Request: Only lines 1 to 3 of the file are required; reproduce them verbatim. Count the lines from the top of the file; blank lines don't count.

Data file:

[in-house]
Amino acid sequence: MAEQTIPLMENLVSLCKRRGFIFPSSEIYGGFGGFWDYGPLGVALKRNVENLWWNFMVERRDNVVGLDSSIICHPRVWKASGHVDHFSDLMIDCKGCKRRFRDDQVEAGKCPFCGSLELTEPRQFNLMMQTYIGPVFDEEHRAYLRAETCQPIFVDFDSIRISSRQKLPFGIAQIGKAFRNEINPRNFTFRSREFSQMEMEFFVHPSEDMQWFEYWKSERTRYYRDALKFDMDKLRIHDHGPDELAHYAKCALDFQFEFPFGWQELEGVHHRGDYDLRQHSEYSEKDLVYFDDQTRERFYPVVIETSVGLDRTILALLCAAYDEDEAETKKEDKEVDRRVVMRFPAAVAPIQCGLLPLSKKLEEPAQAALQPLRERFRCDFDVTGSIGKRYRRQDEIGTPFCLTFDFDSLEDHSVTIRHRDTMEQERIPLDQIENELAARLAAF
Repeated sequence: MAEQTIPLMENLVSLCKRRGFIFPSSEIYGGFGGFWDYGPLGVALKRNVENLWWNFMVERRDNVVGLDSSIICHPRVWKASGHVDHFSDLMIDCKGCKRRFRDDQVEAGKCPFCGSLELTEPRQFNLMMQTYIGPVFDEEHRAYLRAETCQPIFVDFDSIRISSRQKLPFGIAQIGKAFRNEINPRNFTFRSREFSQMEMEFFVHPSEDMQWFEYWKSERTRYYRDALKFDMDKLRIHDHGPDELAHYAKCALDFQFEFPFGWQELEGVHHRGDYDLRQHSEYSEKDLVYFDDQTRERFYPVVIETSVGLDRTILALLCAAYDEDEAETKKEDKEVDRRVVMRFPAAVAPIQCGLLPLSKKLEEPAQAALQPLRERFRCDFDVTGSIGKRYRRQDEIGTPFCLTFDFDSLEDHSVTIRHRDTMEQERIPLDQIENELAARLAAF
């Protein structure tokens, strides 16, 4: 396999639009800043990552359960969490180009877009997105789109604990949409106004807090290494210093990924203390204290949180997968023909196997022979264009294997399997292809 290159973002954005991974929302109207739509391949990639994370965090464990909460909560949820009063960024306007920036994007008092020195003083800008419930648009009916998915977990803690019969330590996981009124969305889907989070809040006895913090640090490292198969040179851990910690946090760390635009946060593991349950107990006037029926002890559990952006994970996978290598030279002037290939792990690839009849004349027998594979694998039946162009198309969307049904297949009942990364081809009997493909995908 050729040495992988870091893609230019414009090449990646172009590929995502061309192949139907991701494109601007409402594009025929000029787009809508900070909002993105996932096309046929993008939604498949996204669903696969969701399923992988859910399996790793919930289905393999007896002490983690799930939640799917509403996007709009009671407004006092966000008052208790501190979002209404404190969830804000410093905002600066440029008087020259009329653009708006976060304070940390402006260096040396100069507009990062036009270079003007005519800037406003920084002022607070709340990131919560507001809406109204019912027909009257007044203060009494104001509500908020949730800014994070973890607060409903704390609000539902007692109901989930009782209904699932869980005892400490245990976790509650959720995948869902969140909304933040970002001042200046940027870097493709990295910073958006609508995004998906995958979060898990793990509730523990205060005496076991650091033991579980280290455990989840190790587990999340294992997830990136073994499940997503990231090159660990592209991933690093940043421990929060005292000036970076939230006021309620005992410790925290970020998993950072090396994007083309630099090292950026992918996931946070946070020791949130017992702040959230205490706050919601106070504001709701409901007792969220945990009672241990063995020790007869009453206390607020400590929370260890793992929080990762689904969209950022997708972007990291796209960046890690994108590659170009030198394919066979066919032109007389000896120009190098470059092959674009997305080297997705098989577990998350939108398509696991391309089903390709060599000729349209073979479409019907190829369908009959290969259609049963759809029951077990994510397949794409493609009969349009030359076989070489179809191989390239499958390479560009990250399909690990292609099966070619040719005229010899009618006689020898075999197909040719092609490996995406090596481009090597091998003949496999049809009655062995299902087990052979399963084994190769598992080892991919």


[in-house]
Amino acid sequence: MAEQTIPLMENLVSLCKRRGFIFPSSEIYGGFGGFWDYGPLGVALKRNVENLWWNFMVERRDNVVGLDSSIICHPRVWKASGHVDHFSDLMIDCKGCKRRFRDDQVEAGKCPFCGSLELTEPRQFNLMMQTYIGPVFDEEHRAYLRAETCQPIFVDFDSIRISSRQKLPFGIAQIGKAFRNEINPRNFTFRSREFSQMEMEFFVHPSEDMQWFEYWKSERTRYYRDALKFDMDKLRIHDHGPDELAHYAKCALDFQFEFPFGWQELEGVHHRGDYDLRQHSEYSEKDLVYFDDQTRERFYPVVIETSVGLDRTILALLCAAYDEDEAETKKEDKEVDRRVVMRFPAAVAPIQCGLLPLSKKLEEPAQAALQPLRERFRCDFDVTGSIGKRYRRQDEIGTPFCLTFDFDSLEDHSVTIRHRDTMEQERIPLDQIENELAARLAAF
Repeated sequence: MAEQTIPLMENLVSLCKRRGFIFPSSEIYGGFGGFWDYGPLGVALKRNVENLWWNFMVERRDNVVGLDSSIICHPRVWKASGHVDHFSDLMIDCKGCKRRFRDDQVEAGKCPFCGSLELTEPRQFNLMMQTYIGPVFDEEHRAYLRAETCQPIFVDFDSIRISSRQKLPFGIAQIGKAFRNEINPRNFTFRSREFSQMEMEFFVHPSEDMQWFEYWKSERTRYYRDALKFDMDKLRIHDHGPDELAHYAKCALDFQFEFPFGWQELEGVHHRGDYDLRQHSEYSEKDLVYFDDQTRERFYPVVIETSVGLDRTILALLCAAYDEDEAETKKEDKEVDRRVVMRFPAAVAPIQCGLLPLSKKLEEPAQAALQPLRERFRCDFDVTGSIGKRYRRQDEIGTPFCLTFDFDSLEDHSVTIRHRDTMEQERIPLDQIENELAARLAAF